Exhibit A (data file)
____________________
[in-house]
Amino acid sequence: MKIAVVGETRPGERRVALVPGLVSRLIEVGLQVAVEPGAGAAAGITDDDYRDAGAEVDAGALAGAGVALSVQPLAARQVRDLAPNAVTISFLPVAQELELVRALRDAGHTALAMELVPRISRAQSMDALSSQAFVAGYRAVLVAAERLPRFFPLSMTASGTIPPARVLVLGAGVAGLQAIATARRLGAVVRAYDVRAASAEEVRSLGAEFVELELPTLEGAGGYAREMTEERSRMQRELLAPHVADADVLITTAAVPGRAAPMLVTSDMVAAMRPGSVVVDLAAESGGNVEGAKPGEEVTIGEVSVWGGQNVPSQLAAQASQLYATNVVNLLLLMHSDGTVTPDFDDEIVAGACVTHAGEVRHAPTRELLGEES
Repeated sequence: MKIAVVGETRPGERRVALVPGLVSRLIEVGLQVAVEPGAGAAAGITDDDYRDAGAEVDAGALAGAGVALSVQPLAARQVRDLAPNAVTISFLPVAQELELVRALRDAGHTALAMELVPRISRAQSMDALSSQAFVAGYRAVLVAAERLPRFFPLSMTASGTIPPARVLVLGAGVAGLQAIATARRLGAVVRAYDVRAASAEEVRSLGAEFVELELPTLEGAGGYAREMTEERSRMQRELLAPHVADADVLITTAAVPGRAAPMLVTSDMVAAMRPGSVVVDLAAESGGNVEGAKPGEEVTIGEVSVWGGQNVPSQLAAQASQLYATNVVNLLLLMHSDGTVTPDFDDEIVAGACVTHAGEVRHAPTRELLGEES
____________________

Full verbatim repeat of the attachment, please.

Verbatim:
[in-house]
Amino acid sequence: MKIAVVGETRPGERRVALVPGLVSRLIEVGLQVAVEPGAGAAAGITDDDYRDAGAEVDAGALAGAGVALSVQPLAARQVRDLAPNAVTISFLPVAQELELVRALRDAGHTALAMELVPRISRAQSMDALSSQAFVAGYRAVLVAAERLPRFFPLSMTASGTIPPARVLVLGAGVAGLQAIATARRLGAVVRAYDVRAASAEEVRSLGAEFVELELPTLEGAGGYAREMTEERSRMQRELLAPHVADADVLITTAAVPGRAAPMLVTSDMVAAMRPGSVVVDLAAESGGNVEGAKPGEEVTIGEVSVWGGQNVPSQLAAQASQLYATNVVNLLLLMHSDGTVTPDFDDEIVAGACVTHAGEVRHAPTRELLGEES
Repeated sequence: MKIAVVGETRPGERRVALVPGLVSRLIEVGLQVAVEPGAGAAAGITDDDYRDAGAEVDAGALAGAGVALSVQPLAARQVRDLAPNAVTISFLPVAQELELVRALRDAGHTALAMELVPRISRAQSMDALSSQAFVAGYRAVLVAAERLPRFFPLSMTASGTIPPARVLVLGAGVAGLQAIATARRLGAVVRAYDVRAASAEEVRSLGAEFVELELPTLEGAGGYAREMTEERSRMQRELLAPHVADADVLITTAAVPGRAAPMLVTSDMVAAMRPGSVVVDLAAESGGNVEGAKPGEEVTIGEVSVWGGQNVPSQLAAQASQLYATNVVNLLLLMHSDGTVTPDFDDEIVAGACVTHAGEVRHAPTRELLGEES